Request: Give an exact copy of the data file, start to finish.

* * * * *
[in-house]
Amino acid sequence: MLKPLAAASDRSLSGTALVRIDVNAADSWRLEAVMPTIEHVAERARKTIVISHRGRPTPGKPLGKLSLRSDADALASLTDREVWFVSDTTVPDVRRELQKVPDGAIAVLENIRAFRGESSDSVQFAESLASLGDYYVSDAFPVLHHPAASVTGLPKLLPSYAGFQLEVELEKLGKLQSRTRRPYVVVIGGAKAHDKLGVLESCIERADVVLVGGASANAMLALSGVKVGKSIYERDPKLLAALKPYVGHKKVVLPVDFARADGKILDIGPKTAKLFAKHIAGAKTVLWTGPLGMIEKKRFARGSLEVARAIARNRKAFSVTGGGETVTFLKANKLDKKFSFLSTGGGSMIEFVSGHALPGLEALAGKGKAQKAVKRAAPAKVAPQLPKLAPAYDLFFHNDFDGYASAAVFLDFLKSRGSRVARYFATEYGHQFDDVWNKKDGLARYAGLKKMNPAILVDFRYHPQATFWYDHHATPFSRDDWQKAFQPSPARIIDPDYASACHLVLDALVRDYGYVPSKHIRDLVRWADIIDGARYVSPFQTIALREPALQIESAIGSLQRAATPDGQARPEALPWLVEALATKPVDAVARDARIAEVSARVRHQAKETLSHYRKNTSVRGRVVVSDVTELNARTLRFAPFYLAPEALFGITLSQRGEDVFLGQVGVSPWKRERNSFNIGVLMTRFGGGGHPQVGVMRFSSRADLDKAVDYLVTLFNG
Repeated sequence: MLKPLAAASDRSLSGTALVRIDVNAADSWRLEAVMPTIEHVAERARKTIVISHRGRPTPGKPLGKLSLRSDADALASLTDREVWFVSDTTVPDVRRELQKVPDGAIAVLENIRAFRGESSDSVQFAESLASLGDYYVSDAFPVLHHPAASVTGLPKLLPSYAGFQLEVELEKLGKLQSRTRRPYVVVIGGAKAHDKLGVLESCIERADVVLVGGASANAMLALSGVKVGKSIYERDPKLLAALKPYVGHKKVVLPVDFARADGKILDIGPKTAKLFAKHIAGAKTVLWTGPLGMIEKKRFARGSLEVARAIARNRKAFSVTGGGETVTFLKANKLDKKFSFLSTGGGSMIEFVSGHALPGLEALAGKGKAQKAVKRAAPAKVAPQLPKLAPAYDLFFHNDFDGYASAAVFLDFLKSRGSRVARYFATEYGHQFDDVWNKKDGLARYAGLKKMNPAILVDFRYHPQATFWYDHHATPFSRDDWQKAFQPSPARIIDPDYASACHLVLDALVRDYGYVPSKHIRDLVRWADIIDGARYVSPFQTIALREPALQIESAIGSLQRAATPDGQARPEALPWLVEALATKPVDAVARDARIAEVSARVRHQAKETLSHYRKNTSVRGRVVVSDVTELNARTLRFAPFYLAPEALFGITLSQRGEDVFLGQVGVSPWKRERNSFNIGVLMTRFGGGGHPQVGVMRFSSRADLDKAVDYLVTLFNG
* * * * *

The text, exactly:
[in-house]
Amino acid sequence: MLKPLAAASDRSLSGTALVRIDVNAADSWRLEAVMPTIEHVAERARKTIVISHRGRPTPGKPLGKLSLRSDADALASLTDREVWFVSDTTVPDVRRELQKVPDGAIAVLENIRAFRGESSDSVQFAESLASLGDYYVSDAFPVLHHPAASVTGLPKLLPSYAGFQLEVELEKLGKLQSRTRRPYVVVIGGAKAHDKLGVLESCIERADVVLVGGASANAMLALSGVKVGKSIYERDPKLLAALKPYVGHKKVVLPVDFARADGKILDIGPKTAKLFAKHIAGAKTVLWTGPLGMIEKKRFARGSLEVARAIARNRKAFSVTGGGETVTFLKANKLDKKFSFLSTGGGSMIEFVSGHALPGLEALAGKGKAQKAVKRAAPAKVAPQLPKLAPAYDLFFHNDFDGYASAAVFLDFLKSRGSRVARYFATEYGHQFDDVWNKKDGLARYAGLKKMNPAILVDFRYHPQATFWYDHHATPFSRDDWQKAFQPSPARIIDPDYASACHLVLDALVRDYGYVPSKHIRDLVRWADIIDGARYVSPFQTIALREPALQIESAIGSLQRAATPDGQARPEALPWLVEALATKPVDAVARDARIAEVSARVRHQAKETLSHYRKNTSVRGRVVVSDVTELNARTLRFAPFYLAPEALFGITLSQRGEDVFLGQVGVSPWKRERNSFNIGVLMTRFGGGGHPQVGVMRFSSRADLDKAVDYLVTLFNG
Repeated sequence: MLKPLAAASDRSLSGTALVRIDVNAADSWRLEAVMPTIEHVAERARKTIVISHRGRPTPGKPLGKLSLRSDADALASLTDREVWFVSDTTVPDVRRELQKVPDGAIAVLENIRAFRGESSDSVQFAESLASLGDYYVSDAFPVLHHPAASVTGLPKLLPSYAGFQLEVELEKLGKLQSRTRRPYVVVIGGAKAHDKLGVLESCIERADVVLVGGASANAMLALSGVKVGKSIYERDPKLLAALKPYVGHKKVVLPVDFARADGKILDIGPKTAKLFAKHIAGAKTVLWTGPLGMIEKKRFARGSLEVARAIARNRKAFSVTGGGETVTFLKANKLDKKFSFLSTGGGSMIEFVSGHALPGLEALAGKGKAQKAVKRAAPAKVAPQLPKLAPAYDLFFHNDFDGYASAAVFLDFLKSRGSRVARYFATEYGHQFDDVWNKKDGLARYAGLKKMNPAILVDFRYHPQATFWYDHHATPFSRDDWQKAFQPSPARIIDPDYASACHLVLDALVRDYGYVPSKHIRDLVRWADIIDGARYVSPFQTIALREPALQIESAIGSLQRAATPDGQARPEALPWLVEALATKPVDAVARDARIAEVSARVRHQAKETLSHYRKNTSVRGRVVVSDVTELNARTLRFAPFYLAPEALFGITLSQRGEDVFLGQVGVSPWKRERNSFNIGVLMTRFGGGGHPQVGVMRFSSRADLDKAVDYLVTLFNG